Tyler Herro not worried about his shooting slump: ‘I have one of the purest shots in the whole entire world’

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So far this season, Tyler Herro hasn’t really displayed the 3-point stroke that defined a large part of his game last season.

However, he hasn’t lost his confidence.

“I have one of the purest shots in the whole entire world, in the league,” Herro said. “And I feel like shooters go through slumps when they can’t make a three, can’t make a shot, but just sticking to the basics. I know what I have to do to get to where I need to be.”

In the 2019-20 season, Herro was one of the NBA’s better rookies, as he made 38.9 percent of his 3-point attempts.

But in the first seven games of the new season, he’s been struggling mightily in that department, shooting a paltry 29.7 percent from downtown.

The good news is that the University of Kentucky product has been expanding his game, particularly his ball-handling and passing skills. His efficiency on his 2-point shots has also greatly improved when compared to that of last year.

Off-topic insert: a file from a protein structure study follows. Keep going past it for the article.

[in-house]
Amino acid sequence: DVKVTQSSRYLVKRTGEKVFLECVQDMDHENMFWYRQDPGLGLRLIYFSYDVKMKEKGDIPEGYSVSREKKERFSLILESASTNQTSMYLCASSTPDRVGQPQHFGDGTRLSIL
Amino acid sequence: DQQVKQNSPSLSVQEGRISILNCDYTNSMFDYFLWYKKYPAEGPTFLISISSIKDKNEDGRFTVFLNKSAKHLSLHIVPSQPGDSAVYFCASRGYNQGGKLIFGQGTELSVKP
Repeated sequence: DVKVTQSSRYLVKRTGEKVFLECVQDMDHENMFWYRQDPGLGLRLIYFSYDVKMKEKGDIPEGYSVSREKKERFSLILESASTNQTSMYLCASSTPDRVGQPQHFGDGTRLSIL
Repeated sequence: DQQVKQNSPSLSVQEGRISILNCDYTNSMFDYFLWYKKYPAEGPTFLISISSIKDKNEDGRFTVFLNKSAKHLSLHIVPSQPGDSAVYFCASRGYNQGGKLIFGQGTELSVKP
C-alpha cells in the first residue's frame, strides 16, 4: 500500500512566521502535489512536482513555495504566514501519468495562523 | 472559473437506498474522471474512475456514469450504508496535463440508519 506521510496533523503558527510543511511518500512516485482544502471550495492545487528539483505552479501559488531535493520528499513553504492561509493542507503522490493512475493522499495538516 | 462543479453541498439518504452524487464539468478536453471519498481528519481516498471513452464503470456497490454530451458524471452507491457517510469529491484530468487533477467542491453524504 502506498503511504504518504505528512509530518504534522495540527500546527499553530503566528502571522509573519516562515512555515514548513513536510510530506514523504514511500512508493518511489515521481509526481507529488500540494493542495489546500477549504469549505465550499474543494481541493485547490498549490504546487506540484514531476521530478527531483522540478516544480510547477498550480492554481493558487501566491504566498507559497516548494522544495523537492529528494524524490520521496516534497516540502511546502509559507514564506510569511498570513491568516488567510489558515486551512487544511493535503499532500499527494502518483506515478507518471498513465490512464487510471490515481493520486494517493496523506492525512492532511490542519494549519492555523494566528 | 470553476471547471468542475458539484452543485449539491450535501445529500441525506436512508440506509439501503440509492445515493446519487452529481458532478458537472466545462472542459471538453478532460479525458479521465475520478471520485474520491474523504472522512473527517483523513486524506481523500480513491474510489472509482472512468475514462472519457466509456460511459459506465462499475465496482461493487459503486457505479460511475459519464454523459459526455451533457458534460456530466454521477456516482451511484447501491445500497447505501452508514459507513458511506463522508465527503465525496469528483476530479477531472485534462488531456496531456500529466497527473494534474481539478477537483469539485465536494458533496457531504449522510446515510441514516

The Heat are currently 3-4, which is a far cry from the success they enjoyed last season when they were hot to start the campaign.

They sit at 11th place in the Eastern Conference, and Herro has acknowledged that it’s up to him to get Miami clicking again at a much higher level.

“I’ve got to be better,” Herro said. “It’s on me. It’s not on anybody else. I’ll be better. It’s early in the season. I’m a team guy, so I want the team to do good before me and as the rest of my teammates are. We’re all about the team, so I’m not really worried about my numbers. Obviously, I need to be more efficient, but as far as my numbers go, I just want to see Ws starting to stack up on that win column.”

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Robert is a native of Santa Monica, Calif. and a graduate of the University of California, Santa Barbara. He has been an avid NBA fan since he was a little kid in the mid '90s, and during that time he has lived through the Alonzo Mourning, Dwyane Wade and LeBron James era of Heat basketball. He feels strongly that the NBA and sports aren't just entertainment, but also a means for learning life lessons.